March 01, 2018 through April 08, 2018
The Museum of Arts and Design
$16; $14 seniors; $12 students; free for children younger than 18
The Negro Motorist Green Book, commonly known as The Green Book, was a travel guide that helped black road-trippers avoid the dangers, injustices, and racial violence of segregation during the Jim Crow era in America. It was published by New York postal worker Victor Hugo Green from 1936 to 1967, and listed establishments such as hotels, restaurants, beauty salons, nightclubs, bars, gas stations, and more, where black travelers would be welcome. In an age of sundown towns, segregation, and the Civil Rights Movement, The Green Book became an indispensable tool for safe navigation.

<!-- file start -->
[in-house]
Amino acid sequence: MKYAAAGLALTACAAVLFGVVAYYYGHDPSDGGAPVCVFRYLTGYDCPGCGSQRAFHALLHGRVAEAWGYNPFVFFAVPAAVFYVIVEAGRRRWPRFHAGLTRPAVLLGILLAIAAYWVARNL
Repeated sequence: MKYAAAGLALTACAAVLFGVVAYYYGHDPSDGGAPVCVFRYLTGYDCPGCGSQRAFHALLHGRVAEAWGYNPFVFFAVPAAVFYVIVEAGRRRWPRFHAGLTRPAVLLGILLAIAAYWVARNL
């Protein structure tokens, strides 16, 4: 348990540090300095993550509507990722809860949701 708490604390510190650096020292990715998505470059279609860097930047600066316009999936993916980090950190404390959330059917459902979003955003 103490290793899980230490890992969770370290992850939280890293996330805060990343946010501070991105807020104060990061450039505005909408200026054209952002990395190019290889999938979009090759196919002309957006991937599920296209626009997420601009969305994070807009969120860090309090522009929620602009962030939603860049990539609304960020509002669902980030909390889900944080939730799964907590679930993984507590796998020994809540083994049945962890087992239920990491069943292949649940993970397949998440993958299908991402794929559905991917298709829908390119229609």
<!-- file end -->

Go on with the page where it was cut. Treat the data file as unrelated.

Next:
Unpacking the Green Book: Travel and Segregation in Jim Crow America explores the history of The Green Book in an interactive project space through materials such as a library and reading area devoted to the topics of segregation, automobility, travel, and leisure, specifically as they relate to the black American experience in the midcentury; digitized copies of The Green Book; interactive maps that explore travel destinations included in it; and multiple film excerpts from upcoming documentary projects. It will also include two banners by Cauleen Smith, featured in the 2017 Whitney Biennial, and now in the permanent collection of the Museum of Arts and Design, and two sculptures exploring locations in Harlem and D.C. from William D. Williams’s 2012 Dresser Truck Project.
Address: 2 Columbus Circle
Columbus Circle, NY 10019